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Sermon Summary - Sunday 2 June 2019

Main Bible passage:  Acts 23:6-11

The tower of Babel is the Bible’s true story of a very ancient and very arrogant human empire, which God pulled apart through a confusion of language (Ge 11:1-9). Later, the Bible records other sinful societies brought down by God, in confusion and disunity. Acts is part of one such record, showing us the Lord’s final confrontation with old Israel before his predicted judgement (Lu 21:20-36) destructively falls upon her. In Acts 23, that ruin lies just a few years off in 70AD.

Previously, Acts showed Paul travelling up to Jerusalem, despite knowing the danger he faced there (Ac 20:22,23). He went not as a church planter but to testify, as a final key witness, to the reality that Jesus is God’s king (Ac 22:14). He must do this in Jerusalem, more widely in Israel (Ac 23:31-33) and, ultimately, to the Jews in Rome (Ac 28:16,17; see also Ac 2:38-40). Then this particular task will be done and he can return to his gospel mission (Ac 28:17-28).

There are times when Christians find themselves in a place which is hard against the gospel, like Paul here. But though that may make us sad, it should not leave us with feelings of failure or despair. The Lord has placed us in this position and remains close at hand, to sustain us. Our words may see no-one saved, but they are still valued as bringing honour and glory to the Lord.

Well, in Acts 22 Paul spoke clearly of Christ but was hated for it, so now he is ready to move on. Hence, before the rulers of the Sanhedrin who treat him with contempt (v1-5), he speaks not of Christ but of himself, in order to cause chaos in the court (v6). Why does he do this? To expose their sin through confusion and disunity. How does he do it? By calling himself a faithful and long-standing Pharisee who has the hope of resurrection. It’s a stunning line to take, but Paul knows only too well that this topic is one of strong disagreement within the Sanhedrin. Indeed, intense antagonism immediately breaks out between the factions present (v7). The Lord, through Paul, is mocking this godless council with a mini-Babel moment of confusion and disunity.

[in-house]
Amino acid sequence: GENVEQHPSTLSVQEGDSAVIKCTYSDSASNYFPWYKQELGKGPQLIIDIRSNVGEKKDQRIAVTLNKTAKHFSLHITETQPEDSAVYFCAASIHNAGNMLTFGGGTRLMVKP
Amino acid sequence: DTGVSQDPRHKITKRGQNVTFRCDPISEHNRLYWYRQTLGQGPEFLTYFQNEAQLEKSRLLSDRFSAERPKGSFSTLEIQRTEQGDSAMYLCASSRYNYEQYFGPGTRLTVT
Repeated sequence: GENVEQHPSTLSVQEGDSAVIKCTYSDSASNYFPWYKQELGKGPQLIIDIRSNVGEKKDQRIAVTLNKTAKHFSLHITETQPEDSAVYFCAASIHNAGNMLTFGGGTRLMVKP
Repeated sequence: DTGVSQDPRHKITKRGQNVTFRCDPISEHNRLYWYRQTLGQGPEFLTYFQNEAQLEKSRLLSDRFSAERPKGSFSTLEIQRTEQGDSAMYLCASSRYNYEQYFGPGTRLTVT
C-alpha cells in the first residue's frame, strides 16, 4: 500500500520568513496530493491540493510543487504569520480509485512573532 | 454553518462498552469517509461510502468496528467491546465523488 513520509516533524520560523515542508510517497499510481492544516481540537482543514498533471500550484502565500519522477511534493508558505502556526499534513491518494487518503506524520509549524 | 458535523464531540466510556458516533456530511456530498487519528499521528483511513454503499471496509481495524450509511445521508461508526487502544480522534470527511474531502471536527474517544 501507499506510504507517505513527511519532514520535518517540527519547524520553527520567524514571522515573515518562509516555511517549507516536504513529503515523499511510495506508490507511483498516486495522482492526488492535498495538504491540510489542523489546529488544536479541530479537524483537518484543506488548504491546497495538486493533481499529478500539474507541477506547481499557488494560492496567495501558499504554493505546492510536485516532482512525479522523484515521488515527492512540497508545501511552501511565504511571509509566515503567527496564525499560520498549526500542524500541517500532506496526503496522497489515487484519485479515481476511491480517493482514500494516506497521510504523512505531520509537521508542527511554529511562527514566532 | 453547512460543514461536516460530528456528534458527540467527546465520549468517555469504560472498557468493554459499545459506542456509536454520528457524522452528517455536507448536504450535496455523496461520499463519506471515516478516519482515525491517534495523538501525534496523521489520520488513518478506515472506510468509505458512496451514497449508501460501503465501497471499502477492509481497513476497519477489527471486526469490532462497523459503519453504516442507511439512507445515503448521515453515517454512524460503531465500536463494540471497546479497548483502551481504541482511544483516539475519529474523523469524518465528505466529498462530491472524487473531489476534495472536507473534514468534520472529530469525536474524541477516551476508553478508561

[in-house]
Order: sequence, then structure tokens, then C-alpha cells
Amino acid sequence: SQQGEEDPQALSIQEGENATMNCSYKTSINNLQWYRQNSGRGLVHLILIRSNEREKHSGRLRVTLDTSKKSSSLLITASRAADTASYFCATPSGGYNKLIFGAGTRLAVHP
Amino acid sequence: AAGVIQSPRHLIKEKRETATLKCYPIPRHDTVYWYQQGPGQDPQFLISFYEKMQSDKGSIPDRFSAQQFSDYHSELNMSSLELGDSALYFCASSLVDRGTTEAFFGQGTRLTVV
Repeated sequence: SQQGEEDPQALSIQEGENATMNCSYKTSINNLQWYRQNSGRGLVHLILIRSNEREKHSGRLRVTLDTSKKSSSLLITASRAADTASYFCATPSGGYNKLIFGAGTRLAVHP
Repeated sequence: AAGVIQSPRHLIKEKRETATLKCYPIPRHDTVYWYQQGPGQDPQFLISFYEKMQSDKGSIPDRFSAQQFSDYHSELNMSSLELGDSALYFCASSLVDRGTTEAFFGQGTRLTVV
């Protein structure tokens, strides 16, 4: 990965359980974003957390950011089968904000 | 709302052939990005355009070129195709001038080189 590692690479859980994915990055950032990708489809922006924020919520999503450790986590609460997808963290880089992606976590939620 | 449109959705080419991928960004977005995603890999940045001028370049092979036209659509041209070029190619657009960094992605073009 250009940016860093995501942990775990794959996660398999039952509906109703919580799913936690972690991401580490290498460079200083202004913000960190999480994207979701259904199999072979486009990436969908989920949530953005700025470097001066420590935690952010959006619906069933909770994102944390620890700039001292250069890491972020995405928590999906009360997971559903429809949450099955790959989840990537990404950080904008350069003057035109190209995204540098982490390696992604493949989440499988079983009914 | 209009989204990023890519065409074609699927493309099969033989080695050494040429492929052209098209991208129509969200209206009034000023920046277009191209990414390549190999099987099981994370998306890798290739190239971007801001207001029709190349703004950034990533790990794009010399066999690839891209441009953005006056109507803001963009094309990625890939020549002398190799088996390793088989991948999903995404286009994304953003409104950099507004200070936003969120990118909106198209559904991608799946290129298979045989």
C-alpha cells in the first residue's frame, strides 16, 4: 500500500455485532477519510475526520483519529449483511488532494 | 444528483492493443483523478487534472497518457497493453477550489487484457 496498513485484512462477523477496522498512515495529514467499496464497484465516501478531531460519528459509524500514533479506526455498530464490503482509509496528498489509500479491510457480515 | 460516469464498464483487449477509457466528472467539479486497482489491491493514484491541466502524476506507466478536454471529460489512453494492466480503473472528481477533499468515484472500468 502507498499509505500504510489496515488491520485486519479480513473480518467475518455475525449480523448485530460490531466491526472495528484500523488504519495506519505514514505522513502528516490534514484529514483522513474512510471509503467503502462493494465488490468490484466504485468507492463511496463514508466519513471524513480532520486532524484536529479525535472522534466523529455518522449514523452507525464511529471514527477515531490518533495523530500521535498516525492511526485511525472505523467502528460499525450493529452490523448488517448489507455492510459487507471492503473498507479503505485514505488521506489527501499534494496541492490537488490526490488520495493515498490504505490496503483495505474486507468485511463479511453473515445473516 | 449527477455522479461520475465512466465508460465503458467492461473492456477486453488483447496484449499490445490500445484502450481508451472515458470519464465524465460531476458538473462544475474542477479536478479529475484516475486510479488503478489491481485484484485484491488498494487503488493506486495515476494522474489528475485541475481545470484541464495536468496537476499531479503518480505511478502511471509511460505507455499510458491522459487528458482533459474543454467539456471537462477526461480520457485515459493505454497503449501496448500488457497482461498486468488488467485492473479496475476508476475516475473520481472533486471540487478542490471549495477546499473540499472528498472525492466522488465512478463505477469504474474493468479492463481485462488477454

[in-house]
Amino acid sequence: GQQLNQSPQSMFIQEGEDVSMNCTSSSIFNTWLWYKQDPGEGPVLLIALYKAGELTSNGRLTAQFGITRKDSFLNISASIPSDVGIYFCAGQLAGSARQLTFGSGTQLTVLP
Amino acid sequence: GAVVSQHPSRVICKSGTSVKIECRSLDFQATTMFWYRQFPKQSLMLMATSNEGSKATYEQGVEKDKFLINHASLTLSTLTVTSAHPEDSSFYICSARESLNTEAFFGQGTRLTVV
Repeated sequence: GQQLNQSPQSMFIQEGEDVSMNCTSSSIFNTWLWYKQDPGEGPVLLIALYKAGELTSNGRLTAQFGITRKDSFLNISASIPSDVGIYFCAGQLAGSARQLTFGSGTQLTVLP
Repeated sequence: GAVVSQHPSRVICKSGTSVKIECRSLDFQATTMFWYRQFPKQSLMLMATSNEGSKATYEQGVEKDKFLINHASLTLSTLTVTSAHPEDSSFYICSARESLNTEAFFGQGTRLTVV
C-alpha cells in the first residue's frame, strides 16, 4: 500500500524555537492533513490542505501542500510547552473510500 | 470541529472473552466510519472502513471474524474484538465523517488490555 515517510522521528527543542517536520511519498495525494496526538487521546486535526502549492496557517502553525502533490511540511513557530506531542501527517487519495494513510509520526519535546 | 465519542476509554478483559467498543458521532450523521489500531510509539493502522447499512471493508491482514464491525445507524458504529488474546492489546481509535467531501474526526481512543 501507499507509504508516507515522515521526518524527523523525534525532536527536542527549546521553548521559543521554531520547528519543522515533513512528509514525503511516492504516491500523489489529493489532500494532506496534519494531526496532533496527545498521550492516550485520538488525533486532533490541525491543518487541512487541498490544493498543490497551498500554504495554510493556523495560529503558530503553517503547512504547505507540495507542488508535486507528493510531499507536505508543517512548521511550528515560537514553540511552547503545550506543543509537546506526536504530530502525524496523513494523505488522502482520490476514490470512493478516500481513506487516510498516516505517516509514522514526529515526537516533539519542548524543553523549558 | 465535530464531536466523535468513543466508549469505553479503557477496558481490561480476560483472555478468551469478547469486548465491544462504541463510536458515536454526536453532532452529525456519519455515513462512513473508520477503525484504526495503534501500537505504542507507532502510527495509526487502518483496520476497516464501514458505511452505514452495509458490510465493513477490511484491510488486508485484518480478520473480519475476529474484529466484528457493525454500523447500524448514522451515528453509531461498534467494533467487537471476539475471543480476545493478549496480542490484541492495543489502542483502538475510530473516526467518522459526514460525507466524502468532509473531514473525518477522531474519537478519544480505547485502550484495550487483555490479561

Very quickly the bickering spins out of control, as the argument extends into angels and spirits (v8). Some Pharisees defend Paul ardently, saying that maybe an angel has spoken to him (v9) despite the fact that Paul himself has only talked of the resurrected Jesus (Ac 22). But that reflects how crazy this argument has become, as Pharisees move to defend Paul as one of their own! This stokes the fires of anger higher and higher, until the Roman commander fears that Paul will be ripped to pieces like carnivore prey (v10). Thus is seen the reality of this high council. It may be packed with intelligent, educated, sophisticated men who think of themselves as the upholders of law, but the truth is that it is actually a den of feral creatures. Paul’s words have created chaos in the group, like a cat among pigeons, and exposed the truth of their hearts. Which means Paul’s work is now done and he can move on. The Lord promises that he will soon do so (v11).

The Lord judges proud societies who feel confident in their own strength and wisdom. When he does so, he often pulls them apart in confusion and disunity. We see something of this within our own place and time. Divisions scar the country at various levels, with no obvious leader to unite people. Morality is in a constant state of flux. Public figures once respected are now despised. Rival cultures and tribes battle for their place in society. Where will this all end up? It’s hard to see. But it’s certainly no surprise to Christians to see an arrogant secular society, sure of its knowledge and abilities, finding itself in angry chaos like the Jerusalem Sanhedrin of Paul’s day.

Yet, we need not despair. In the midst of the storm, the Lord assured Paul that he was with him and that his plans would be completed. Nothing can separate us from Jesus (Ro 8:38,39). We may not know whether to laugh or cry when we look around us, get angry or make fun, but we can be at peace. Our risen Lord sits upon the throne of heaven, from where he will return to make all things right. Christians can, like Paul, live in the calm of v11. Though we do not know what plans the Lord has for us, as citizens of God’s kingdom we need not be dismayed about the future.

What should we do then? Pray for wise words. Some in our damaged society need to hear the tender words of the gospel. Others need words to shake them up, like the Sanhedrin. Will our words change things? Not necessarily. But they will bring glory to the Lord, and that is good.

Cat among the pigeons
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